REPORT ANALYSIS AND FINAL THOUGHTS
The OWC Mercury Electra MAX 6G’s performance throughout our testing wasn’t amazing, but still good to say the least. It was able to achieve sequential speeds of over 520MB/s read and almost 500MB/s write, QD1 4K random performance was decent as well access times during our synthetic tests. We did notice, however, that during higher QD workload this SSD simply could not keep up. There was hardly any improvement as the QD increased. This is most likely due to it not supporting native command queuing with the integrated RAID controller. Though many consumer workloads don’t necessarily need NCQ to help improve performance, those looking for a high capacity SSD for media work, which often times will increase to a QD of 4-10, will see this as a slight let down.
This blatantly visible in its PCMark Vantage and 8 performance results. During Vantage it was only able to achieve a score of 51K and during PCMark 8’s consistency testing its performance put it near the end of the pack. For heavy workloads, other SSD options may be more advisable over the 2TB OWC Mercury Electra MAX 6G.
Finally, during our file transfer and power testing, we saw that OWC Mercury Electra MAX 6G was not all that impressive. It averaged a file transfer speed of 347MB/s, much lower than many other MLC powered SSDs and more in line with what a TLC SSD may deliver, as can be seen with the 1TB MyDigitalSSD BP5e. Power consumption is also very high compared to normal single controller SATA SSDs. Idle is a whopping 1.9W! That is 10-20 times that of a normal SATA SSD! Not only that, but during our testing, it consumed a max of nearly 8W, which is about 2W more than other SATA SSDs we have tested. Furthermore, during our file transfer test, we noted an average consumption of over 6W, which is also 2-3 times that of a normal SSD. Power consumption efficiency is definitely a tradeoff for capacity for the 2TB OWC Mercury Electra MAX 6G.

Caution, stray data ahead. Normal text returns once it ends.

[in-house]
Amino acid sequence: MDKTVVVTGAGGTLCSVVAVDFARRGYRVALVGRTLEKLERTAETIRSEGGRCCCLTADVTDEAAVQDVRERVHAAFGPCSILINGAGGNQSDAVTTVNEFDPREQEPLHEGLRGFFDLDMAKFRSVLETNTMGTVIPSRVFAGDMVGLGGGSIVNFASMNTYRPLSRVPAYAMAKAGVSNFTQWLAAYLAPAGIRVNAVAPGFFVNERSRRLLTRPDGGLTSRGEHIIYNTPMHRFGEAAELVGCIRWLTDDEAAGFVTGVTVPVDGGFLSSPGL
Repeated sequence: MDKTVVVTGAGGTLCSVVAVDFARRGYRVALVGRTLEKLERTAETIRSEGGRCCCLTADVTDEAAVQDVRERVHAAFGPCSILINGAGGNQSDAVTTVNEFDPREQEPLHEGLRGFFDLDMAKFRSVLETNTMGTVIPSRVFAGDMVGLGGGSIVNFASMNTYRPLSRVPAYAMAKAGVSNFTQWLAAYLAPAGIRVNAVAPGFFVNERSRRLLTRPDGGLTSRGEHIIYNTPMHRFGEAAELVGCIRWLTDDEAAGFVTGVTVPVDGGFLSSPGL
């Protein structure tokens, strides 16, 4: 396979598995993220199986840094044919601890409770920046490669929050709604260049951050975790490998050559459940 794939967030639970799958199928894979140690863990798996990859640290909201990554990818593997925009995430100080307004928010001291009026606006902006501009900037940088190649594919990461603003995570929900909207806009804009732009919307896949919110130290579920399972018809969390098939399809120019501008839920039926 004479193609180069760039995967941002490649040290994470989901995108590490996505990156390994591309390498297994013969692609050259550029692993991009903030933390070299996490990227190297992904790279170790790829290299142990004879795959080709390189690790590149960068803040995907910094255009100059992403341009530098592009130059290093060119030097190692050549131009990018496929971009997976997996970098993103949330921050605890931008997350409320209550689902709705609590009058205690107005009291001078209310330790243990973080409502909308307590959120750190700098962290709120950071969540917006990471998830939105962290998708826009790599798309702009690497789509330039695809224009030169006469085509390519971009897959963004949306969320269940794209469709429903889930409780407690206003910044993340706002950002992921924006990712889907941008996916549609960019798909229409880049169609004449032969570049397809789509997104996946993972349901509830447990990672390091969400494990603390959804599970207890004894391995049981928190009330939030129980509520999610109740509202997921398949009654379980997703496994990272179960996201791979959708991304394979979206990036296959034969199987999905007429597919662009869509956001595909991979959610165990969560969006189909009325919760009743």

At the price of $690, that puts the 2TB OWC Mercury Electra MAX 6G at around $0.35 per GB, which isn’t too bad considering you are also paying a slight premium for capacity, however, we can’t forget about the other options out there. The main two that immediately come to mind would be the Samsung 850 Pro and EVO SSDs. Both are available in 2TB capacities and the EVO is priced very competitively, undercutting the OWC Mercury Electra MAX 6G by about $50. On top of better pricing it also delivers better performance, which is especially beneficial during heavier workloads such as video editing. Another option would be the Eluktronics 2TB Eluktro Pro. At $550, though we haven’t tested put it through its paces, it could potentially be a much better value as well.
Overall, the 2TB OWC Mercury Electra MAX 6G delivers decent performance, but not all that impressive. Because of its dual controller design it isn’t as efficient as many other SSDs and for the performance it delivers we believe that it is slightly over priced for what it is. If you are a laptop user, you will definitely want to look elsewhere. If it is an SSD you are considering to purchase, check around to see if there are any other options to weigh out. You might be able to find a better deal elsewhere.